Dear Jimmy Clark,
When I saw your comment on my blog yesterday I went back in time, past my flannel and ponytail stage in the early nineties, past my mullet and rugby shirt phase in the late eighties, all the way back to a cold cafeteria at Rice Elementary School in Tyler, Texas.
There I sat on a plastic seat welded to a long table, my feet stretching to tap impatiently on the white asbestos tile below.
Then you ascended the stage. And you spoke hope into our lives, Jimmy Clark.
You promised me change. You promised me a Coke machine and Pac Man if you were elected, Jimmy Clark. You promised, Jimmy Clark.
For days I passed your Pac Man shaped campaign posters in the hallways, inspired by your vision of my future, one soon to be infused with joy by an abundance of caffeine and ghosts with “inky” names.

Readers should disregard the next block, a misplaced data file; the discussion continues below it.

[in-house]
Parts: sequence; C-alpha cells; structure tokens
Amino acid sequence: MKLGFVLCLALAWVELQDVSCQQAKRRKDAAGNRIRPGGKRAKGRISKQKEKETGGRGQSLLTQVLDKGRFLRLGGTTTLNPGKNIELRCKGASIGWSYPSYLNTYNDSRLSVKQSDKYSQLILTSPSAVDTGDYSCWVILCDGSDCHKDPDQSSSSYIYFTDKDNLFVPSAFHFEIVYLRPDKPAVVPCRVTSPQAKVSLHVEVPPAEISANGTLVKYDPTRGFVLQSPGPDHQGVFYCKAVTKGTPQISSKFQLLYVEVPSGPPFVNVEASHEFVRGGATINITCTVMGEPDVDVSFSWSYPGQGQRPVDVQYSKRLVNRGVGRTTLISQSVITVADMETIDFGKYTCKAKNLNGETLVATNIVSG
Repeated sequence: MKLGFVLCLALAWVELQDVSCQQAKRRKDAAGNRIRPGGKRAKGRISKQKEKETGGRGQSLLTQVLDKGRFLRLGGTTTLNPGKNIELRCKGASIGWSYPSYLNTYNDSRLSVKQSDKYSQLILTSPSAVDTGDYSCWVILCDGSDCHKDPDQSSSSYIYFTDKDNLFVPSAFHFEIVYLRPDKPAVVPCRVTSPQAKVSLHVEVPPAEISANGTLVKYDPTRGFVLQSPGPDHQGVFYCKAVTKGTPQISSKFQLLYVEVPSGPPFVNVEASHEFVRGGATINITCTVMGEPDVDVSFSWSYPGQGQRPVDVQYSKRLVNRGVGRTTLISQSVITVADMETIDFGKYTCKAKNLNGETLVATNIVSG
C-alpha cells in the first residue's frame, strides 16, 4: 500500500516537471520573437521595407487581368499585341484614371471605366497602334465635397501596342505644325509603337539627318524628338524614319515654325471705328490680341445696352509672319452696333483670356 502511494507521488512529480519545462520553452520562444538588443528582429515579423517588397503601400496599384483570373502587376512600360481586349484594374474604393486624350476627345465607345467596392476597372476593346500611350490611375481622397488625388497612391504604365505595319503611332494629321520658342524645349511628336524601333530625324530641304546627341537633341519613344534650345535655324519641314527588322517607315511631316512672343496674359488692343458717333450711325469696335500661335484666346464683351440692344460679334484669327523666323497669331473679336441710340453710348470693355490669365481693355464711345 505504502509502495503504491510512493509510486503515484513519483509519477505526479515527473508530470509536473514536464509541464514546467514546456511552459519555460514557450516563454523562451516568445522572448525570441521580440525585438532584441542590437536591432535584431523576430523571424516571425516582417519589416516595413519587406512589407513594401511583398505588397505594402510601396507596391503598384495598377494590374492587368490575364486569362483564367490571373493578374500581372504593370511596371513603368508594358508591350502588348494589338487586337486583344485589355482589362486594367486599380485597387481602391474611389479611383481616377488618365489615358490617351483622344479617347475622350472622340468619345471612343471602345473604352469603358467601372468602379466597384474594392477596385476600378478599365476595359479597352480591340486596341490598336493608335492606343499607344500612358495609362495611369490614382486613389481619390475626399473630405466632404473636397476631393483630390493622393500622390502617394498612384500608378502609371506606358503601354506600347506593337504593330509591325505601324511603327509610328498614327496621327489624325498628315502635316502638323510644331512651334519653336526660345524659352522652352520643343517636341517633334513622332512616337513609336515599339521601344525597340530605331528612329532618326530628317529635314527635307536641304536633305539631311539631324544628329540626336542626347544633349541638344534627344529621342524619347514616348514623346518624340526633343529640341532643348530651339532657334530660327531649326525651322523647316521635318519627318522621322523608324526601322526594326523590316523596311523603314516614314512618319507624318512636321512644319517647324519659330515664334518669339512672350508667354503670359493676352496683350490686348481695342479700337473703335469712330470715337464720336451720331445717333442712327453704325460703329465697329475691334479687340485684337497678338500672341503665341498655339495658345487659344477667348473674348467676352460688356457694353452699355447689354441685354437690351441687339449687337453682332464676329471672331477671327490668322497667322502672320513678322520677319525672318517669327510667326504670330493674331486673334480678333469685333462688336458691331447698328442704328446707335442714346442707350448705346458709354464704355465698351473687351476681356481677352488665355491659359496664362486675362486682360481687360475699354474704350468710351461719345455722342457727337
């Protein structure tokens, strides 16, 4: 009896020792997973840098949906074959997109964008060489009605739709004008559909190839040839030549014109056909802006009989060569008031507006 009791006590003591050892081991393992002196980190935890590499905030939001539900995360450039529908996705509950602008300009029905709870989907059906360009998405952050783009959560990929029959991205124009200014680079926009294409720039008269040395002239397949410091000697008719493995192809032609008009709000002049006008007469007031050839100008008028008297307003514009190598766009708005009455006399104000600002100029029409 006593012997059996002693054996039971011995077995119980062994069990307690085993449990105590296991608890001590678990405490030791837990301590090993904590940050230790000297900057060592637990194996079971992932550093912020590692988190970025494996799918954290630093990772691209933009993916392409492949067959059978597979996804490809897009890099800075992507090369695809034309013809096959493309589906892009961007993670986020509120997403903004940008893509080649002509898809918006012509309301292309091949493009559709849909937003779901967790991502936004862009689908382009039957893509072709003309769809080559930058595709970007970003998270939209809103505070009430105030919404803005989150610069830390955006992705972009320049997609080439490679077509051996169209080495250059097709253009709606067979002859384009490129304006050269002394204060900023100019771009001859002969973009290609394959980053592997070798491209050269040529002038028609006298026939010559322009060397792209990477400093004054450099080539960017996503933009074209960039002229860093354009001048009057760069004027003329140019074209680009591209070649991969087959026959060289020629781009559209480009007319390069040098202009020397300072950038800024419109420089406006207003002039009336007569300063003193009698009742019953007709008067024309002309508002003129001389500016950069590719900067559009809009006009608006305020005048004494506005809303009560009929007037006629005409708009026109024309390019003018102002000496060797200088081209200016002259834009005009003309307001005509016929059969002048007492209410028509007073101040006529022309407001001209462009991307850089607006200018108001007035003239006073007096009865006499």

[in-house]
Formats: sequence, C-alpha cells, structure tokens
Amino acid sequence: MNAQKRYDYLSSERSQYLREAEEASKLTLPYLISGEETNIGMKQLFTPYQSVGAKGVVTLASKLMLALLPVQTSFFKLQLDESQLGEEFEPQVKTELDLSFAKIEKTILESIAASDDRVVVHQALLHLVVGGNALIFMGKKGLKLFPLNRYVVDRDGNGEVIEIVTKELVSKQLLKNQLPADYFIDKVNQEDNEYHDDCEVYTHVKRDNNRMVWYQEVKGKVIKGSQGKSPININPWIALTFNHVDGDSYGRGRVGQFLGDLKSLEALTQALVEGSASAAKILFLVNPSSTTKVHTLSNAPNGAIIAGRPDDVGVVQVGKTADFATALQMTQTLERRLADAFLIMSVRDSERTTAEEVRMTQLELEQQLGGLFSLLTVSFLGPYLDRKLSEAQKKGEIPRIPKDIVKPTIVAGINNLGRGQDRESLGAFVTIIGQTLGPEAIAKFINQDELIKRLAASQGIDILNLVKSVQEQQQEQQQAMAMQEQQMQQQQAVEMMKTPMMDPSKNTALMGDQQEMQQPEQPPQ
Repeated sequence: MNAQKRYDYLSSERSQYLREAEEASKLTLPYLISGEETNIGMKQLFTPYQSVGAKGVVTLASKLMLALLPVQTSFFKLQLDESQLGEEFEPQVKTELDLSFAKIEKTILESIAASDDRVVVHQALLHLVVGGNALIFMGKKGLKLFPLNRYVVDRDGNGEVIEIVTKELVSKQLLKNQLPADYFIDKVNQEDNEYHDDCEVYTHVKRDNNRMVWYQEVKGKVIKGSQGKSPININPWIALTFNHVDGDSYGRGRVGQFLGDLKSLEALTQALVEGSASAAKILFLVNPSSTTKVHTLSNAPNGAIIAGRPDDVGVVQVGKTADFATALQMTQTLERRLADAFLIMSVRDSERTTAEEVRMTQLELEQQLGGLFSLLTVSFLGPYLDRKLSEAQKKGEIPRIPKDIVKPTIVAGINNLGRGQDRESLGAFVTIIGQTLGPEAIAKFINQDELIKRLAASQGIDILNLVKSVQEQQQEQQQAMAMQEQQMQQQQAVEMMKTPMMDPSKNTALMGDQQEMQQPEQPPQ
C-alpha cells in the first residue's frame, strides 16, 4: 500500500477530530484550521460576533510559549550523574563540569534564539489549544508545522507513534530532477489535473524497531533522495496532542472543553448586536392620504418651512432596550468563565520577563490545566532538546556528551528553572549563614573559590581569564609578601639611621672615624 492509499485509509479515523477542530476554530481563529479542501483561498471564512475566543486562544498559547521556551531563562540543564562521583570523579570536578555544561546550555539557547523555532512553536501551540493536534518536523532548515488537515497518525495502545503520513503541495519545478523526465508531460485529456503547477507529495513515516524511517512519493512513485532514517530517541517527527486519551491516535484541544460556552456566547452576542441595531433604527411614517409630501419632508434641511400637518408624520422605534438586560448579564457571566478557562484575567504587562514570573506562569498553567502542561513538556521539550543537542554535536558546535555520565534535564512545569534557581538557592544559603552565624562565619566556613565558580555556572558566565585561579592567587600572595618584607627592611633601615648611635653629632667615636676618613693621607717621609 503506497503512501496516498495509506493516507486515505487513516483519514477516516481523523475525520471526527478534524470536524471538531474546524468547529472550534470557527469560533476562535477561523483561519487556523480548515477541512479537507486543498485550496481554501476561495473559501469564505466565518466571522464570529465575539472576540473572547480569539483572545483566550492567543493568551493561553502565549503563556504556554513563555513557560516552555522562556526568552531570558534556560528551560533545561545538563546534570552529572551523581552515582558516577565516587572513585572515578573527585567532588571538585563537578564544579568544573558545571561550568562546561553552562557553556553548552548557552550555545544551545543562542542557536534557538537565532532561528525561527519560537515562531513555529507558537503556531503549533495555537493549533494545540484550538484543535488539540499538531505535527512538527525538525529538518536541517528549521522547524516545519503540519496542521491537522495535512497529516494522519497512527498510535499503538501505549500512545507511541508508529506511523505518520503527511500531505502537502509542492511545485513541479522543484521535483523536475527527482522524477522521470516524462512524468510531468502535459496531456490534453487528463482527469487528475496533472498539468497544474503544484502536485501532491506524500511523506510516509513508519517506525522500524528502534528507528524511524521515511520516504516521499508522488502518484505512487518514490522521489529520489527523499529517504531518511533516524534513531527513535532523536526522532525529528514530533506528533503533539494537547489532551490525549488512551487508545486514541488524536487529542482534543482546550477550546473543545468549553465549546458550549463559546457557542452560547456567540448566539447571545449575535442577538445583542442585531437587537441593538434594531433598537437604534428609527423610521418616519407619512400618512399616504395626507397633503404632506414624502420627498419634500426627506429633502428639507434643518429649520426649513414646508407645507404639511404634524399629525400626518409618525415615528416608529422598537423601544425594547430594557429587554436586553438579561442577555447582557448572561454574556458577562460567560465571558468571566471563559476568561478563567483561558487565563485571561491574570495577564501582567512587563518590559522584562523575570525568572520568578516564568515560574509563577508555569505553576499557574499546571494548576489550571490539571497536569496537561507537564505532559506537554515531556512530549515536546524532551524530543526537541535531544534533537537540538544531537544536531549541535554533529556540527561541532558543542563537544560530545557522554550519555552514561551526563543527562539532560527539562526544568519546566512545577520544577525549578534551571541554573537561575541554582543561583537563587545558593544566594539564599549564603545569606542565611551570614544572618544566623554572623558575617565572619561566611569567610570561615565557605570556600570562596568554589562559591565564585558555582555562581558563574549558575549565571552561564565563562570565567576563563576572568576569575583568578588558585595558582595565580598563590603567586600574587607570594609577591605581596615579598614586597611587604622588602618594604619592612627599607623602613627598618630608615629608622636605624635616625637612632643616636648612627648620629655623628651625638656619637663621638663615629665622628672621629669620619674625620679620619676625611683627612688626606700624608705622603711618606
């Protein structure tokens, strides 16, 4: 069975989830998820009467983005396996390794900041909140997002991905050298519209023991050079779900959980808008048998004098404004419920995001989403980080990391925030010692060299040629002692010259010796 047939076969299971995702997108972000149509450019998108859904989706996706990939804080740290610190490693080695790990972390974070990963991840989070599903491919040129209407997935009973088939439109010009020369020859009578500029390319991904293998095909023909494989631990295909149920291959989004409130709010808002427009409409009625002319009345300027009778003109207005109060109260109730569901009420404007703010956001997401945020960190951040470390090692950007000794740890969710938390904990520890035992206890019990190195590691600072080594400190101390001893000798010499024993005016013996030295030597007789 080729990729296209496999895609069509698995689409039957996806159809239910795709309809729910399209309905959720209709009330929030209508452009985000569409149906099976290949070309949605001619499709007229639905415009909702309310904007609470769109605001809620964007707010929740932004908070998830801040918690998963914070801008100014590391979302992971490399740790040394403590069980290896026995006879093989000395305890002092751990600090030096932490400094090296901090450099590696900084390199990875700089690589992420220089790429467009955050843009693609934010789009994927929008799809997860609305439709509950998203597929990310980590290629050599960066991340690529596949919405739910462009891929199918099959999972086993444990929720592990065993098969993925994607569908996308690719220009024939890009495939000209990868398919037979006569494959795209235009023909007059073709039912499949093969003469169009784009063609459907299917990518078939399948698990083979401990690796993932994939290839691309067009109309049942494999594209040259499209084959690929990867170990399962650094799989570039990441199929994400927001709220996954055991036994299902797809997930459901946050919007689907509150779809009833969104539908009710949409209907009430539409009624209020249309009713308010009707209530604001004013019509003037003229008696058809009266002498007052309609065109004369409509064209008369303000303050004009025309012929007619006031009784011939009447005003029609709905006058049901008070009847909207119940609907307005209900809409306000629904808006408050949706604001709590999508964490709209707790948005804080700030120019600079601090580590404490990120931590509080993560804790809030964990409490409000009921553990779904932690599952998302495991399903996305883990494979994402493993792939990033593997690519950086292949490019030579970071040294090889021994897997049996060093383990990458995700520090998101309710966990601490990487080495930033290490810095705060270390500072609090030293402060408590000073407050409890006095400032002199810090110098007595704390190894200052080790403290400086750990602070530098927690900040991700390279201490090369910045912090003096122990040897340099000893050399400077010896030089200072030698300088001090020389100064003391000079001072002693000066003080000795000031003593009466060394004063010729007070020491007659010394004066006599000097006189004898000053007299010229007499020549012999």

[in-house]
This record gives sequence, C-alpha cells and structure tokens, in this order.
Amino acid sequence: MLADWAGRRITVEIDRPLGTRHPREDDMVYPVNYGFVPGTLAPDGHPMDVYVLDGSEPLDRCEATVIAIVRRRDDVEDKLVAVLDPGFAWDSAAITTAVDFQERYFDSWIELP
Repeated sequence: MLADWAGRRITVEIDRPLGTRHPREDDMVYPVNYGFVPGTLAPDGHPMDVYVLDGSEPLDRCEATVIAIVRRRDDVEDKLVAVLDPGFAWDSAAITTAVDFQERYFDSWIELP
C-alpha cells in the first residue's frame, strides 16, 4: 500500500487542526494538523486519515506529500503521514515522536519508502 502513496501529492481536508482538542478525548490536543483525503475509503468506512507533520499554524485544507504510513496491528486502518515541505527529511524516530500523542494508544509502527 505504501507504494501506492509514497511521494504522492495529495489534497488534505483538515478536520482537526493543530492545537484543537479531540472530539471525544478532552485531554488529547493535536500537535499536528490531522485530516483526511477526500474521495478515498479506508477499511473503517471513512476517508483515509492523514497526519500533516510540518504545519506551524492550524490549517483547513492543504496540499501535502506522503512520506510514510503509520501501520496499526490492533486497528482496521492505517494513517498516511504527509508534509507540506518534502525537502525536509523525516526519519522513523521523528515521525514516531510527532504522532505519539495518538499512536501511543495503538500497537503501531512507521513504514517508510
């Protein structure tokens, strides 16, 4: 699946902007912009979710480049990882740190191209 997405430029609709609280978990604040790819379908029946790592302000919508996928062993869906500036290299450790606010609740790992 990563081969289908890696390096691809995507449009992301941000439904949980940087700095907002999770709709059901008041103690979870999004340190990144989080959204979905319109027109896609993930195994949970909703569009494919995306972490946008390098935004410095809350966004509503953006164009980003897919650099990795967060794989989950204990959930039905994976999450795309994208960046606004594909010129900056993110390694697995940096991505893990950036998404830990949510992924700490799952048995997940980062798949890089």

I cast my ballot and you were elected our student body president. I brought a roll of quarters to school every day after that, Jimmy Clark. A roll of quarters, Jimmy Clark. But there was no Pac Man or Coke machine to digest my currency and dispense wonderment into my wee life, Jimmy Clark. Not one.
I forgive you, Jimmy Clark. I forgive you for carelessly tethering my hopes to your unrealistic dreams of a grade school utopia. I forgive you. You were only eleven and I’ve since learned that caffeine gives you cancer and PacMan was boring.
Good to hear from you, Jimmy Clark. Say howdy to your folks for me. And the next time I’m in the neighborhood we should grab some TexMex and talk music…or politics.
Rice Elementary ‘85